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Digital platforms explained

This article discusses the basic economics of Digital platforms and their current trajectories.
Hand holding iPad on dark background. Luminescent tech icons float from the screen.
© RMIT 2022

Much of your business and social life is coordinated through digital platforms such as social media, messaging platforms and credit card systems. These Web2 platforms are a cornerstone of modern economies. As we will explore below, digital platforms are a type of multi-sided market.

Before we explore Web3 platforms we first need to understand some basic economics of these multi-sided markets.

What are digital platforms?

Digital platforms often bring together two or more distinct but interdependent groups of customers. That is, they are multi-sided markets. Indeed, we can think of multi-sided markets as reducing the costs of different groups coming together to trade:

Multi-sided platforms reduce transactions costs and thereby facilitate value-creating interactions between two or more different types of economic agents.

These platforms work differently than single-sided markets (e.g. a pizza shop) because they create value by enabling interactions between two or more distinct participant groups.

Prominent examples of multi-sided platforms include:

  • Credit cards (connecting merchants and customers)
  • Google’s search engine (users and advertisers)
  • Apple’s iOS (application developers and users)
  • Ticketmaster (venues and customers).

The way that multi-sided platforms reduce costs is clear in the ‘sharing economy’ or ‘gig economy’. Platforms such as Uber (matching drivers and riders), Airbnb (matching house owners with renters) and Airtasker (matching tasks with skills) have benefited enormously from the mechanics of multisided platforms. They enable two distinct groups (sides of the market) to engage and trade which is mediated by the digital platform.

But how do digital platforms do this? They lower the cost of coordination. In many different ways these platforms coordinate trusted information that helps parties to match, negotiate and enforce contracts. For instance, reputation mechanisms or private certification systems can help to ensure trusted information about different sides of the market. Ratings are a particularly popular mechanism to enable bottom-up information to be made public.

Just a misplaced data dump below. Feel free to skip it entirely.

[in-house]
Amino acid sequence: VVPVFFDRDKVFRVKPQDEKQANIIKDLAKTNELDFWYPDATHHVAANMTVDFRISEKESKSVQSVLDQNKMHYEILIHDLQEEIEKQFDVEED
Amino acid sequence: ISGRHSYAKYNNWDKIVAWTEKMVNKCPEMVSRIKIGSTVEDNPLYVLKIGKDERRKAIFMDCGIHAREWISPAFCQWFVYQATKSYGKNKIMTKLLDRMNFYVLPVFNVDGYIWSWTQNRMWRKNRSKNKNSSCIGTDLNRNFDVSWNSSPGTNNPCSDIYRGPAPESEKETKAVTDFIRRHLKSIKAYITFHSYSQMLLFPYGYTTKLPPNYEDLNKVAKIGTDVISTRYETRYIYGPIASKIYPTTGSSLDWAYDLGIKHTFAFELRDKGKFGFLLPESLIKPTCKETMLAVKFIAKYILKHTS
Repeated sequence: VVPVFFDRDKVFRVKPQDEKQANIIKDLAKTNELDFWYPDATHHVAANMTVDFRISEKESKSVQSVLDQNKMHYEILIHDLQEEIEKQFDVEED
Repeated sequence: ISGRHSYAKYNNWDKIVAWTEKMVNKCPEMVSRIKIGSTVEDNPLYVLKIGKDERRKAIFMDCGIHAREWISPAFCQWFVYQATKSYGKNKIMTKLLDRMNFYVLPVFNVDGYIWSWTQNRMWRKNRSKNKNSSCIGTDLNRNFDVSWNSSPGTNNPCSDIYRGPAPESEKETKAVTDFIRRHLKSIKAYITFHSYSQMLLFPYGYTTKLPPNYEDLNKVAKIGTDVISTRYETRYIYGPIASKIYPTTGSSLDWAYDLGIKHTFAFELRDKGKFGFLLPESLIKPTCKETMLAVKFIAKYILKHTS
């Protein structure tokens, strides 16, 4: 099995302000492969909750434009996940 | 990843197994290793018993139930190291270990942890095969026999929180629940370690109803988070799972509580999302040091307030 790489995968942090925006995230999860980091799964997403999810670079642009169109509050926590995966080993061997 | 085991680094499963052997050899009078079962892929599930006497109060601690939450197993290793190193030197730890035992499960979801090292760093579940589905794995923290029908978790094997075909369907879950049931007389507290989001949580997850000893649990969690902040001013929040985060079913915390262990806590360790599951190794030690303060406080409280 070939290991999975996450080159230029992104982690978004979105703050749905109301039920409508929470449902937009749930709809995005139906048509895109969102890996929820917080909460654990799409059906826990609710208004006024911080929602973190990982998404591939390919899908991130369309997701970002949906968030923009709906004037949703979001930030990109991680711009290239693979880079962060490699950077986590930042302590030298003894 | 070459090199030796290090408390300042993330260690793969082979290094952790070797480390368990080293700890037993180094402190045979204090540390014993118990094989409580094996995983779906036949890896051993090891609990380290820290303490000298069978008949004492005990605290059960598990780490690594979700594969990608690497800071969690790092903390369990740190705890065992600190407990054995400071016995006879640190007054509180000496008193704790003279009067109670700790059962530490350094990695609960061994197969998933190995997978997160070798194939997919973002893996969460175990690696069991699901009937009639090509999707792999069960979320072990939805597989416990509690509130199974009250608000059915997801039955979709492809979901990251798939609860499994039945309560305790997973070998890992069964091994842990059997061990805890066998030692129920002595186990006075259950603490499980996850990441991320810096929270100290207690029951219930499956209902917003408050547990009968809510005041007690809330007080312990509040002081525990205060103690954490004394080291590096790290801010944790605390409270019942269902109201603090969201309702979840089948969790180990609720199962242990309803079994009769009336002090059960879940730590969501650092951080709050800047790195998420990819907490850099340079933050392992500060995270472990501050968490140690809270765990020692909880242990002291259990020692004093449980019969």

Some key decisions in developing a multi-sided digital platforms include:

  • Onboarding sides of your market (which side of the market is harder to onboard?)
  • Number of sides of your market (are there more than two sides of your market?)
  • How is your platform governed (who makes decisions?)
  • The structure of pricing (who pays?)

We’ll explore some of these challenges throughout the rest of this week, including the ways that Web3 changes them (for better or worse).

For now, it’s important to understand the trajectory and challenges of Web2 digital platforms.

The trajectory of digital platforms

A multi-sided platform grows in value by attracting more users. Their growth and dominance are dependent on a phenomenon known as network effects, which we will explore in more detail in an upcoming step. Because of this, digital platforms can become very large very quickly, dominating market segments.

The dynamics of digital platforms — including their rapid and exponential growth — has led to some common criticisms and concerns. For instance, the platform owners can act opportunistically on the sides of the market. They might quickly change pricing structures, algorithms and standards, and censor particular actions or parties.

Related to this, much of the data of digital platforms are also siloed within the controlling organisation (including the identity of participants). This siloed data not only can make the data vulnerable, but it prevents competition between different digital platforms. The ultimate effect of this lack of competition can be stifling to innovation.

Many of these problems stem from the governance of digital platforms. That is, Web2 digital platforms are governed by a centralised entity. The centralised entity has power over the platform including its pricing, entry requirements and product development.

© RMIT 2022
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